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ICANN Assembly: Russia’s Advance “A Threat” To Network Administration

ICANN CEO Göran Marby sharply rejects a Russian push for more influence by states on Internet administration. At the start of the 72nd General Assembly of the Internet Corporation for Assigned Names and Numbers (ICANN) on Monday, the CEO warned of an attack on the self-administration of the network: “This is a threat to the multi-stakeholder model and the role of ICANN in the ecosystem of the Internet. “

Russia has suggested to the International Telecommunication Union (ITU) to reassess the role of states in the security and integrity of the network. This move is aimed at giving governments more influence on regional registries (RIR) and protocol development, said Marby at the meeting of the ICANN board with the non-commercial stakeholder group (NCSG). The NCSG represents the interests of non-commercial users within ICANN.

Although there have already been comparable advances, said Marby, “this time it’s different”. The current proposals that Russian representatives have brought to the ITU working group for the Internet are less extreme than they were five years ago and appeal to many governments. Russia also wants to provide the next ITU general secretary, stressed Marby. That would bring the Kremlin considerable influence in the ITU.

Actually speaks Russia’s proposal Problems that name and number administrations are currently struggling with. These include sanctions that make it difficult for countries like Afghanistan or Iran to obtain IP addresses.

Russia should also garner votes for criticizing the primacy of economic principles over political ones. The Russian diplomats point to the award of “.amazon” to the US trading group, whereas the states bordering the Amazon have run a storm in vain. The Kremlin also describes the stronger encryption of the domain name system (DNS) as an attack on state sovereignty. On this point, Russian diplomats are in good company with British lords.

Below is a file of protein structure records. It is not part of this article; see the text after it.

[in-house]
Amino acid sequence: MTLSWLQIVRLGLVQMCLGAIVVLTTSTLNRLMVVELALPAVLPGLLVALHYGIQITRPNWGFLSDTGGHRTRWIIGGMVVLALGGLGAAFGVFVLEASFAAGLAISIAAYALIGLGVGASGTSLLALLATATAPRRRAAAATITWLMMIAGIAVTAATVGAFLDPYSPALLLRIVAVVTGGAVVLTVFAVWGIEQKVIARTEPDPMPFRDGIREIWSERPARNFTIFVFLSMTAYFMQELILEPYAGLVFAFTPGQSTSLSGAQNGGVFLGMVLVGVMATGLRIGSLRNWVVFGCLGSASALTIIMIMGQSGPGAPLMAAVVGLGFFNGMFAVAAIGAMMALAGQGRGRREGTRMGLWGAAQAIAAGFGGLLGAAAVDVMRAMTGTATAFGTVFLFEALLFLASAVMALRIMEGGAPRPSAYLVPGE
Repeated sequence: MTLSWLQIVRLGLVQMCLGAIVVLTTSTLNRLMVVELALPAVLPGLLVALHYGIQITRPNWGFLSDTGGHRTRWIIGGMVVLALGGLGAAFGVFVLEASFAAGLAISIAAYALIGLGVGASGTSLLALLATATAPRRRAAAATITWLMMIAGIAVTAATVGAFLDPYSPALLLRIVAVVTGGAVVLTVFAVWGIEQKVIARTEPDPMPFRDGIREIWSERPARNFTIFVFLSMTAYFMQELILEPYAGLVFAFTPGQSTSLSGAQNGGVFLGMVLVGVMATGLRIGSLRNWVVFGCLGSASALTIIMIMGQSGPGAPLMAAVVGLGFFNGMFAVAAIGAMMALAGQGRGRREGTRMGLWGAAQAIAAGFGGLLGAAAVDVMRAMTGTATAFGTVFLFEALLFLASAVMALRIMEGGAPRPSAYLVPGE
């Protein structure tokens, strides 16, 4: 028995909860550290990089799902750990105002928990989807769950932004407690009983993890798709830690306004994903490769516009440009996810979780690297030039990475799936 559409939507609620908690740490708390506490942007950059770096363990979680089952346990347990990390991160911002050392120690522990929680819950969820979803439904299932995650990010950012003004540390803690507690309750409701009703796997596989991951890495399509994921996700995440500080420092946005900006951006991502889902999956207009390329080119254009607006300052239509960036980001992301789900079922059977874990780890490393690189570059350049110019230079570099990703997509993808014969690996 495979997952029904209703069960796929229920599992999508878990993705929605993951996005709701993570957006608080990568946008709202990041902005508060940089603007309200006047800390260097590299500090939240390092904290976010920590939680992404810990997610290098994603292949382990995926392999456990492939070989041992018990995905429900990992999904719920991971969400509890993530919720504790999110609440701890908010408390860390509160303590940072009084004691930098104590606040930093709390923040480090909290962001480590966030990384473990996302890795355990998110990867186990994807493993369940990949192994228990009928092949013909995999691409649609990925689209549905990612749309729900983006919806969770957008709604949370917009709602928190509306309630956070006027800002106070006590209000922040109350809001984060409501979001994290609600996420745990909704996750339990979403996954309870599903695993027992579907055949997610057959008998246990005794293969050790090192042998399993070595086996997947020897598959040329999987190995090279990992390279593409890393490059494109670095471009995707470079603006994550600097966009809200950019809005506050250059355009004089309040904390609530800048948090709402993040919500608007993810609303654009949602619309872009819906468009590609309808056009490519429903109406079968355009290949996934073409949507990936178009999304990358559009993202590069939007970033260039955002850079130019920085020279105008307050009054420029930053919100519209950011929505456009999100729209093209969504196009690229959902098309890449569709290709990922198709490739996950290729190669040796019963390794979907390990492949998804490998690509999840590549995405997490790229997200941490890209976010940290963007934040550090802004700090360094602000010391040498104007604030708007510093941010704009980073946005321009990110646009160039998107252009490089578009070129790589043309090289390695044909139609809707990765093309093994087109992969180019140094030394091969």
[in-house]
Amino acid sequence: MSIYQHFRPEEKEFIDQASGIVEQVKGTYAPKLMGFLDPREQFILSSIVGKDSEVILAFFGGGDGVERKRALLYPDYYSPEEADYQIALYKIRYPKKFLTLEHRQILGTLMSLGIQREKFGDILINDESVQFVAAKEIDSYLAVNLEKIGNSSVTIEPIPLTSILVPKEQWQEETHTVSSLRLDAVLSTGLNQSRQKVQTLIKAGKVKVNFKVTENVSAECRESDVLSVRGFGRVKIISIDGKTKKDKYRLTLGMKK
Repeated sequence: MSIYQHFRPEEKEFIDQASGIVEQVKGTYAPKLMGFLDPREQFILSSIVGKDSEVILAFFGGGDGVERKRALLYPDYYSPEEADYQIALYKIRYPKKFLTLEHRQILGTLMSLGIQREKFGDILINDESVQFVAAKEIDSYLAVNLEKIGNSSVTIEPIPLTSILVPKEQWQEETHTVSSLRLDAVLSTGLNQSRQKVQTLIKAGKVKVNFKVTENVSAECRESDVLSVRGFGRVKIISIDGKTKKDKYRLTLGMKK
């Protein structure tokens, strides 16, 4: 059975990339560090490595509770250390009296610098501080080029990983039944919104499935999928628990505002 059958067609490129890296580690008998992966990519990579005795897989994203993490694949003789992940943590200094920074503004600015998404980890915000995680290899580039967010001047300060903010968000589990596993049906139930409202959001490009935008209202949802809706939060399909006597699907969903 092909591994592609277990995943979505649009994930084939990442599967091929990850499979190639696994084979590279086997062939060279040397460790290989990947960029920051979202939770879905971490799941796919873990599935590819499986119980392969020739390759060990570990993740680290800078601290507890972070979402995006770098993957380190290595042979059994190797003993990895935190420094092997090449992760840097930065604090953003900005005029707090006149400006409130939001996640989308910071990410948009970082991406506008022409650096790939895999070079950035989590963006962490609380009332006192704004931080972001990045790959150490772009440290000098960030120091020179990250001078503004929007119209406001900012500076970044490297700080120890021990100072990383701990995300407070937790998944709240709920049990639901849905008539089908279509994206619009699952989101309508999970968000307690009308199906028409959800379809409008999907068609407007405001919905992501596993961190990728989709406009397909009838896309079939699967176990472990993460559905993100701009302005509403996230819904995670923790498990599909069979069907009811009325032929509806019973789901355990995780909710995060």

The EU does not seem averse to more state influence on the Internet infrastructure either. If the current draft of the amended Network Security Directive (NIS2) is up, the EU should supervise the root servers that have been privately managed up to now. That fits well with the Russian warning that the Internet, as a centrally important infrastructure, should not be left to self-administrations from the 1990s.

ICANN vice president Tripti Sinha underlined the concern of ICANN that the governments overshoot the target. When attempting to curb the handling of content and user data through individual large platforms, they threatened to tear down the basic infrastructure at the same time. “It’s important that we keep the network’s transport layer intact,” Sinha said. “We should allow the resolution of names using the system of unique identifiers, and let bits flow through the global network.”

NCSG spokeswoman Tatiana Tropina also sees ICANN itself as having an obligation. She urged the ICANN leadership to do more to legitimize self-government. The criminologist and cybersecurity expert, who conducts research in Leiden, considers a clear focus on the technical tasks of name management to be sensible. They also call for more transparency in multi-stakeholder processes.


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